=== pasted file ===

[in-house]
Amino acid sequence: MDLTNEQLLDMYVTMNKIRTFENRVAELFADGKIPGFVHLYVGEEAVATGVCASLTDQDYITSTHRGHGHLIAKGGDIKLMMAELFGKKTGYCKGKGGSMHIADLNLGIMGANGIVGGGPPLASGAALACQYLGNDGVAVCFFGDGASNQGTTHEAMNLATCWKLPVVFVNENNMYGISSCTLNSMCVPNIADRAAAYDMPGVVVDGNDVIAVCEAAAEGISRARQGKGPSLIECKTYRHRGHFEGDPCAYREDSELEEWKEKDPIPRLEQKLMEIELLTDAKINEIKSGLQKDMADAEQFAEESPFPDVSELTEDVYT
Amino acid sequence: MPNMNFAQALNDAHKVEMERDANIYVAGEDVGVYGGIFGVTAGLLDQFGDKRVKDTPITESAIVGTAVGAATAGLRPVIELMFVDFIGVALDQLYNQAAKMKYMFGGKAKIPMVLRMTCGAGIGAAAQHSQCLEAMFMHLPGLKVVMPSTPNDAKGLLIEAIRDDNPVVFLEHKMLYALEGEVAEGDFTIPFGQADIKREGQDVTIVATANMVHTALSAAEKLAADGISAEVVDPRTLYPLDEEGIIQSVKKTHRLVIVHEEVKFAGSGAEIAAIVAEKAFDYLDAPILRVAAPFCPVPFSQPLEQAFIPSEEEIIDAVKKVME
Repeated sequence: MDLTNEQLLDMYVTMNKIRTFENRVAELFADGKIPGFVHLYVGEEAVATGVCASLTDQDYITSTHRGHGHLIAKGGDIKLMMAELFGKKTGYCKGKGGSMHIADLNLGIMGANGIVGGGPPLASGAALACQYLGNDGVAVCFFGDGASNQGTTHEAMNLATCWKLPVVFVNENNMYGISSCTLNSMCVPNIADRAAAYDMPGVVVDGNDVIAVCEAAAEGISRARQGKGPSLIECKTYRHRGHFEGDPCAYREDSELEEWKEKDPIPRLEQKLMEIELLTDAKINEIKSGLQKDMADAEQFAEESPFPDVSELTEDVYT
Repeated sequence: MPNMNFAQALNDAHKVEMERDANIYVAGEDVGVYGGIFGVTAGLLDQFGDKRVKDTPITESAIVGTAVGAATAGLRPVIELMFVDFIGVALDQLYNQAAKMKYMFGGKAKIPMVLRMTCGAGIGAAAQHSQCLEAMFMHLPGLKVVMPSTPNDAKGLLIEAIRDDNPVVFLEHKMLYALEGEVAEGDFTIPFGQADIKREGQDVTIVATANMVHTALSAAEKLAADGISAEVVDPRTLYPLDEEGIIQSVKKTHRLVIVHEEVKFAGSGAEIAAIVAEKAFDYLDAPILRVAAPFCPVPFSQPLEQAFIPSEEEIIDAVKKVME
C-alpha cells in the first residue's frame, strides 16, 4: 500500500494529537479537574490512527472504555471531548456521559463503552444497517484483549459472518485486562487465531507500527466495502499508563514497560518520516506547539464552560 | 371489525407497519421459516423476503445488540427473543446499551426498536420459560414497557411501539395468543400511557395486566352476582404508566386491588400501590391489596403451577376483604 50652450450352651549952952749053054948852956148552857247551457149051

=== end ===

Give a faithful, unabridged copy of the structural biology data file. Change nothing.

[in-house]
Amino acid sequence: MDLTNEQLLDMYVTMNKIRTFENRVAELFADGKIPGFVHLYVGEEAVATGVCASLTDQDYITSTHRGHGHLIAKGGDIKLMMAELFGKKTGYCKGKGGSMHIADLNLGIMGANGIVGGGPPLASGAALACQYLGNDGVAVCFFGDGASNQGTTHEAMNLATCWKLPVVFVNENNMYGISSCTLNSMCVPNIADRAAAYDMPGVVVDGNDVIAVCEAAAEGISRARQGKGPSLIECKTYRHRGHFEGDPCAYREDSELEEWKEKDPIPRLEQKLMEIELLTDAKINEIKSGLQKDMADAEQFAEESPFPDVSELTEDVYT
Amino acid sequence: MPNMNFAQALNDAHKVEMERDANIYVAGEDVGVYGGIFGVTAGLLDQFGDKRVKDTPITESAIVGTAVGAATAGLRPVIELMFVDFIGVALDQLYNQAAKMKYMFGGKAKIPMVLRMTCGAGIGAAAQHSQCLEAMFMHLPGLKVVMPSTPNDAKGLLIEAIRDDNPVVFLEHKMLYALEGEVAEGDFTIPFGQADIKREGQDVTIVATANMVHTALSAAEKLAADGISAEVVDPRTLYPLDEEGIIQSVKKTHRLVIVHEEVKFAGSGAEIAAIVAEKAFDYLDAPILRVAAPFCPVPFSQPLEQAFIPSEEEIIDAVKKVME
Repeated sequence: MDLTNEQLLDMYVTMNKIRTFENRVAELFADGKIPGFVHLYVGEEAVATGVCASLTDQDYITSTHRGHGHLIAKGGDIKLMMAELFGKKTGYCKGKGGSMHIADLNLGIMGANGIVGGGPPLASGAALACQYLGNDGVAVCFFGDGASNQGTTHEAMNLATCWKLPVVFVNENNMYGISSCTLNSMCVPNIADRAAAYDMPGVVVDGNDVIAVCEAAAEGISRARQGKGPSLIECKTYRHRGHFEGDPCAYREDSELEEWKEKDPIPRLEQKLMEIELLTDAKINEIKSGLQKDMADAEQFAEESPFPDVSELTEDVYT
Repeated sequence: MPNMNFAQALNDAHKVEMERDANIYVAGEDVGVYGGIFGVTAGLLDQFGDKRVKDTPITESAIVGTAVGAATAGLRPVIELMFVDFIGVALDQLYNQAAKMKYMFGGKAKIPMVLRMTCGAGIGAAAQHSQCLEAMFMHLPGLKVVMPSTPNDAKGLLIEAIRDDNPVVFLEHKMLYALEGEVAEGDFTIPFGQADIKREGQDVTIVATANMVHTALSAAEKLAADGISAEVVDPRTLYPLDEEGIIQSVKKTHRLVIVHEEVKFAGSGAEIAAIVAEKAFDYLDAPILRVAAPFCPVPFSQPLEQAFIPSEEEIIDAVKKVME
C-alpha cells in the first residue's frame, strides 16, 4: 500500500494529537479537574490512527472504555471531548456521559463503552444497517484483549459472518485486562487465531507500527466495502499508563514497560518520516506547539464552560 | 371489525407497519421459516423476503445488540427473543446499551426498536420459560414497557411501539395468543400511557395486566352476582404508566386491588400501590391489596403451577376483604 50652450450352651549952952749053054948852956148552857247551457149051